Bringing together limited screenings of 33 films from 12 countries including 16 World Premieres, there are 7 feature films, 13 documentaries and 13 short films. Of the 10 new Australian docos (including 8 World Premieres), powerful First Nations stories include The Skin of Others, a compelling portrait of Aboriginal WWI soldier Douglas Grant's life, starring the late Balang Tom E Lewis in his final role; and Our Law, an exclusive snapshot of Western Australia's first Indigenous-run police station. Docos on pertinent social issues include The Leadership which chronicles the experiences of a group of international female scientists as they set sail for Antarctica; The Weather Diaries, a poignant exploration from director Kathy Drayton on what the future holds for her pop-artist daughter Imogen aka Lupa J, amidst the threats of climate change and mass extinction.
Women take centre stage in Morgana, an empowering story of how a 50-year-old housewife's plan to end it all unexpectedly transforms into a radical journey of sexual exploration; andWomen of Steel, a rousing documentary that follows a group of determined local women and their 14-year fight for the right to work in Wollongong's steel industry. Multicultural Australians get a look in with Rosemary's Way, the inspirational story of a group of migrant women in Western Sydney and their remarkable champion, Rosemary Kariuki; and The Plastic House, directed by and featuring Allison Chhorn, an experimental take on memory and healing from a young Cambodian-Australian woman's perspective.
From beyond our borders we have Descent, about one of the world's daring professional ice free divers; and A Hundred Years of Happiness, a moving observational look into the life of a young woman in rural Vietnam as she prepares to migrate to South Korea for an arranged marriage.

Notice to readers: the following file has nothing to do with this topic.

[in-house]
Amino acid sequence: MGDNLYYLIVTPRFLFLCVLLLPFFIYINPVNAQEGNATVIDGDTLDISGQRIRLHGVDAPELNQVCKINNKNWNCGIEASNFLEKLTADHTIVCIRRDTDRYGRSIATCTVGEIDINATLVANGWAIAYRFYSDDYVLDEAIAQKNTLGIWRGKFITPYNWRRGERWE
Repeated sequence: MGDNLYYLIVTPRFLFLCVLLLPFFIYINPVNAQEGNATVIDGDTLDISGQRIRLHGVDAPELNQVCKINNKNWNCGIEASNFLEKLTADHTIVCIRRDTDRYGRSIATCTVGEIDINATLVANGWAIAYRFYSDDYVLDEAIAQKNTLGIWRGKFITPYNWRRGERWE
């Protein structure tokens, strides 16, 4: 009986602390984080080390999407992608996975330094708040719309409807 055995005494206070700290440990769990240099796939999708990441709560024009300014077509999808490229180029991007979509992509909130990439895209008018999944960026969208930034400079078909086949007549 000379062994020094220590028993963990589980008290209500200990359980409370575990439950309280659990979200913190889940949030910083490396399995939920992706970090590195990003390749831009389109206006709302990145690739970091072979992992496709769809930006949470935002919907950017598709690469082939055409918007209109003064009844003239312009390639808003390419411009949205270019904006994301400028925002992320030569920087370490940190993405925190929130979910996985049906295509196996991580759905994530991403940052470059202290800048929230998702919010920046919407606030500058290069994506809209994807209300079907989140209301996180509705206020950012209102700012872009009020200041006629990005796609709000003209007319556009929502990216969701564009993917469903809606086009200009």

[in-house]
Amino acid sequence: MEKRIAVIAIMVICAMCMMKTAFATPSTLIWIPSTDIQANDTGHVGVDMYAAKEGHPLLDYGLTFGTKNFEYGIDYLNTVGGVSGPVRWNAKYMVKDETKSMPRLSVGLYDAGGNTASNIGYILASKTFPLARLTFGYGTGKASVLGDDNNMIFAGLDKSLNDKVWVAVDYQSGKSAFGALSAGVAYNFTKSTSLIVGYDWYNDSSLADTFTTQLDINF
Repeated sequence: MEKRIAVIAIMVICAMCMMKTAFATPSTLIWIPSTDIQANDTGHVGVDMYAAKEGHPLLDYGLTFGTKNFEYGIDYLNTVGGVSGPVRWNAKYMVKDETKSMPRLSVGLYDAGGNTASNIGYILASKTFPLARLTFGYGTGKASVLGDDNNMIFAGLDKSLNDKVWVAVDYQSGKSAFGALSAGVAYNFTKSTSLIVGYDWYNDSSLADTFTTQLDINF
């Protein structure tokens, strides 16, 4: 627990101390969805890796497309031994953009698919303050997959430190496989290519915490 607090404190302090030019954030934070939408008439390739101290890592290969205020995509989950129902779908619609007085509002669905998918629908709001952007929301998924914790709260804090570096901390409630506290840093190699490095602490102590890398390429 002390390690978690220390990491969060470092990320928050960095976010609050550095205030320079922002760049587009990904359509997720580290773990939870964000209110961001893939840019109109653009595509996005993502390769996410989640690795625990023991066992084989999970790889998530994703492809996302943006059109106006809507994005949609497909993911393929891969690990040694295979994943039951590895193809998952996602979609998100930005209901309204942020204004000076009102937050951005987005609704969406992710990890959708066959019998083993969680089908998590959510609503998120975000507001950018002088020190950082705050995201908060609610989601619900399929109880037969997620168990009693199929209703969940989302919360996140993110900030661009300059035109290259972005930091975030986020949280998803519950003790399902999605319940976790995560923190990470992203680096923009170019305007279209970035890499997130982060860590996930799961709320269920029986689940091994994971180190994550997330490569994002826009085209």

Europe! Voices of Women in Film has a program of 10 new films from vital European women filmmakers. My Little Sister is a Swiss feature and an intricate family drama; and the German film Kids Run is a gritty love story about a former boxer fighting to keep custody of his children and win over his ex-girlfriend. A Perfectly Normal Family explores the complex relationship between a young girl and her transgender parent;Zana - a tense family drama about a woman's struggles to overcome wartime trauma and conceive a child. Other selected features explore questions of gender stereotypes, a mother's abduction of her two estranged children and a gripping sci-fi about the crew of an Irish fishing trawler who fall prey to a deadly sea creature.
Captivating docos from the Europe series includes A Year Full of Dramaabout a social experiment; They Call Me Babu, exploring the forgotten legacy of Indonesian nannies working for European families in the former Dutch East Indies; andLessons of Love - a candid portrait of a 69-year-old Polish woman going her own way after leaving an abusive marriage. Screenability is another exciting platform for screen practitioners with disabilities. The three cutting-edge short film works showcased are Groundhog Night, starring Australian heavyweight actors; Diving In, co-directed by former Youth Paralympian Adam Bowes and Ninya Oyama (The Angus Project); and Safety Net, about a cheeky 12 year old in emergency care.
The Dendy Awards for Australian Short Films from trailblazing women filmmakers include Mukbang - about a high-schooler's sexual awakening following her discovery of the South Korean Phenomenon mukbang; I Want To Make A Film About Women - a queer love letter to Russian revolutionary women artists of the 1920s; and Her Own Music - about a model student who tries to keep her relationship with another girl secret. Obscura, GNT and The Quietare innovative animations that journey into creatures living behind the lens, a woman's unwholesome mission to conquer social media and thoughtful exploration of an astronaut's transformative journey through space.
For all other films and events check the website. Though we all can't be at the cinema at this moment in time, you can still support and enjoy the Festival from the comfort of your home for now. Will you dress for the event?